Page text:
Jared Smith

May 2017

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Introduction

18 May 2015, by Jared Smith

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It is commonplace to hear it staunchly affirmed by preachers that the term elder is one and the same with bishop and pastor; that the term is usually used in the plural, indicating the early churches were overseen by a plurality of elders. Hence, it is argued, if churches today are to reflect the most Scriptural form of governance, then elders must be appointed as overseers.

• Some believe there is parity among the elders, wherein all share equal authority as teachers/rulers; whereas others believe there is…

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The Biblical term ‘elder’ was based upon the traditional cultural understanding of what the word universally meant. For in every culture and community, elders are the patriarchs and matriarchs of local and extended family units. These elders are never elected or appointed to an office—they merely assume this unofficial role of leadership by virtue of age, wisdom and influence. An example of continuity in the practice and use of the term surviving with its meaning intact from earliest times until today is cited with perfect clarity by S. M. Stiegelbauer in her paper on the First Nation Elders, published in The Canadian Journal of Native Studies. With reference to the Inuit people who today still inhabit the Arctic regions…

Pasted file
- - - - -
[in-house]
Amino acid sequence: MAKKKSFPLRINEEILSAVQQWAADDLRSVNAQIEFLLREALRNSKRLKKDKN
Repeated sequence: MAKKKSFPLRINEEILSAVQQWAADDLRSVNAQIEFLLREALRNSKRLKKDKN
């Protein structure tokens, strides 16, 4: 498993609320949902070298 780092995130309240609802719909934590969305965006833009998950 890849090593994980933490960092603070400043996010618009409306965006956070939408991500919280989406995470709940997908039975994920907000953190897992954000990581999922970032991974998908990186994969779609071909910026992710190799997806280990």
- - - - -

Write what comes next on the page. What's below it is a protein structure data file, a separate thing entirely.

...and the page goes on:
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When the term elder is used within Christian circles, it conjures up ideas of ecclesiastical clergy, either elected to office by the congregation, or appointed to office by the denomination. In fact, it is only within Christian churches that the term elder is made to mean something other than persons honored in virtue of their age, wisdom and influence. This irregular interpretation is rooted in a flawed hermeneutic of several biblical texts which refer to elders. It is assumed, because a few scripture passages use the term elder when identifying a bishop/pastor, that therefore, most (if not all) references to elders in the early churches must be bishops/pastors. The absurdity of this presupposition is comparable to one who boasts that all…